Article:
'Yes,' the Bookworm said. 'I think I know who's been orchestrating this, setting mindtrap in mindtrap. Who's been working with the Monitors and the Gods of Ragnarok-'
"Whoever it was was probably the one who let my Internal Critic loose. Manipulated my bad relationship with my muse to take me out of the action for a while." Gordon looked up.
"Well it's not going to work! You can try and overcome me with despair, but as a good friend of mine once said: for some people, small beautiful events are what life is all about! The look on Wile E. Coyote's face as he falls off a cliff in a Chuck Jones cartoon. The songs of Ian Dury. The adrenaline rush when I play Robotron 2084 and instinct takes over. The cats who come up and talk to me when I'm delivering newspapers. A gig by Elastica. Dozens of people singing along to a mathematical sequence in a club. A game by Shigeru Miyamoto. A comic by Evan Dorkin. Waking up to find Jones snuggled up on top of me. A cuddly Gengar. Gotan!"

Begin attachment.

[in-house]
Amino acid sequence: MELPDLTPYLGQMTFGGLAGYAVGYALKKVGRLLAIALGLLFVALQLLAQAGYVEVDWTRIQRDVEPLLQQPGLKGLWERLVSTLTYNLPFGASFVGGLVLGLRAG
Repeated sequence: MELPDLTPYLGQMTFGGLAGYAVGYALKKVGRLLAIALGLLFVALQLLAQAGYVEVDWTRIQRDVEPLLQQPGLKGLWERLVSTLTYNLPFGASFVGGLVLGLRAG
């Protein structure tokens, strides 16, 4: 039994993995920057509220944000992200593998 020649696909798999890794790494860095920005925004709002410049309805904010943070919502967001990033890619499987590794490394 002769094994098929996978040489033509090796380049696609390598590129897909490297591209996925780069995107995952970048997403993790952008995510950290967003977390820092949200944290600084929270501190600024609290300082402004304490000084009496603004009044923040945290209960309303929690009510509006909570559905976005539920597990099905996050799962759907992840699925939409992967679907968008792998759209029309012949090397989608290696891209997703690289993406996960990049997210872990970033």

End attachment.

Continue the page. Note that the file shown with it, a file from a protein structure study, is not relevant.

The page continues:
He pointed at the second Monitor. "His head and this frying pan!"
Yokoi grinned. "Even in the face of losing everything we can still bring a bit of daftness into the universe."
"Those are just some of the things that make life worth living, and I'm not going to let anyone take them away from me. So come on you contemptible bampot, give me your best shot!"
"He's going a bit over the top isn't he?" whispered Alryssa.
Yokoi just grinned even more. "I'm so proud of that boy!"
She was interrupted by a flash of light.
"We're getting out," Kid Curry told the assorted crowd flatly, grabbing Cameron by the shoulder and shoving him in the direction of the exit. They didn't look as if they were going to follow. "Get moving! You want this cave to fall in on you?"
Scowling, he bent down to the the turquoise troll, who was trying to dash after the Master again. "Listen... the horsey's outside. Go and take care of the horsey - right?"
The little troll gave him a reproachful look.
She gave a long sniff. "He is free to run away, now," she said, her voice grave and suddenly very grown up. "My friends -- our friends are not. Our Hostess is back there - the Doctors are back there. I'm not leaving them!"
The others murmured agreement, and went to follow the deputy.
"What are you, crazy?!" Kid asked. "You can't go back there!"
The little troll stopped and looked back at him. Her large, round eyes looked like they belonged in the face of a china babydoll, but her gaze was piercing, nonetheless. Not half as piercing, though, as what she said next. "Haven't you ever had a friend you'd do anything for?"